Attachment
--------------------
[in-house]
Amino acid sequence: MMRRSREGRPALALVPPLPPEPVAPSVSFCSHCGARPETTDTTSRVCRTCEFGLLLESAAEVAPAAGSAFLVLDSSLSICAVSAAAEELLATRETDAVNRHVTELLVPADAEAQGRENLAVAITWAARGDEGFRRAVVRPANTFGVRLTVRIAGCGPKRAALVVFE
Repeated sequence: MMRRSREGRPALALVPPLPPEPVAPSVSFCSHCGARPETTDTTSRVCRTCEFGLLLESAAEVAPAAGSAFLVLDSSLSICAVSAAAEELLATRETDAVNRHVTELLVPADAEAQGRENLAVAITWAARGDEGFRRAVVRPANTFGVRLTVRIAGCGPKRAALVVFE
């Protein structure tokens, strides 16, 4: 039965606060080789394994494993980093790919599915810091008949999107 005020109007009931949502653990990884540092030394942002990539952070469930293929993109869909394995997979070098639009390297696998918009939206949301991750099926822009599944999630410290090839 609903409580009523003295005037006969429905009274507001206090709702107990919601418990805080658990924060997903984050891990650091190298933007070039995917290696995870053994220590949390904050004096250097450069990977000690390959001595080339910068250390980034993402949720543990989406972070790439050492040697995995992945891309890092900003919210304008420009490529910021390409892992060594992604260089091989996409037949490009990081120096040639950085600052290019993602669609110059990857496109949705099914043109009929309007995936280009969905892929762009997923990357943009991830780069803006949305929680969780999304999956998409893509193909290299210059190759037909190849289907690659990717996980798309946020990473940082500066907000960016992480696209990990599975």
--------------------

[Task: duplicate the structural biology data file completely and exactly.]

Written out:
[in-house]
Amino acid sequence: MMRRSREGRPALALVPPLPPEPVAPSVSFCSHCGARPETTDTTSRVCRTCEFGLLLESAAEVAPAAGSAFLVLDSSLSICAVSAAAEELLATRETDAVNRHVTELLVPADAEAQGRENLAVAITWAARGDEGFRRAVVRPANTFGVRLTVRIAGCGPKRAALVVFE
Repeated sequence: MMRRSREGRPALALVPPLPPEPVAPSVSFCSHCGARPETTDTTSRVCRTCEFGLLLESAAEVAPAAGSAFLVLDSSLSICAVSAAAEELLATRETDAVNRHVTELLVPADAEAQGRENLAVAITWAARGDEGFRRAVVRPANTFGVRLTVRIAGCGPKRAALVVFE
């Protein structure tokens, strides 16, 4: 039965606060080789394994494993980093790919599915810091008949999107 005020109007009931949502653990990884540092030394942002990539952070469930293929993109869909394995997979070098639009390297696998918009939206949301991750099926822009599944999630410290090839 609903409580009523003295005037006969429905009274507001206090709702107990919601418990805080658990924060997903984050891990650091190298933007070039995917290696995870053994220590949390904050004096250097450069990977000690390959001595080339910068250390980034993402949720543990989406972070790439050492040697995995992945891309890092900003919210304008420009490529910021390409892992060594992604260089091989996409037949490009990081120096040639950085600052290019993602669609110059990857496109949705099914043109009929309007995936280009969905892929762009997923990357943009991830780069803006949305929680969780999304999956998409893509193909290299210059190759037909190849289907690659990717996980798309946020990473940082500066907000960016992480696209990990599975």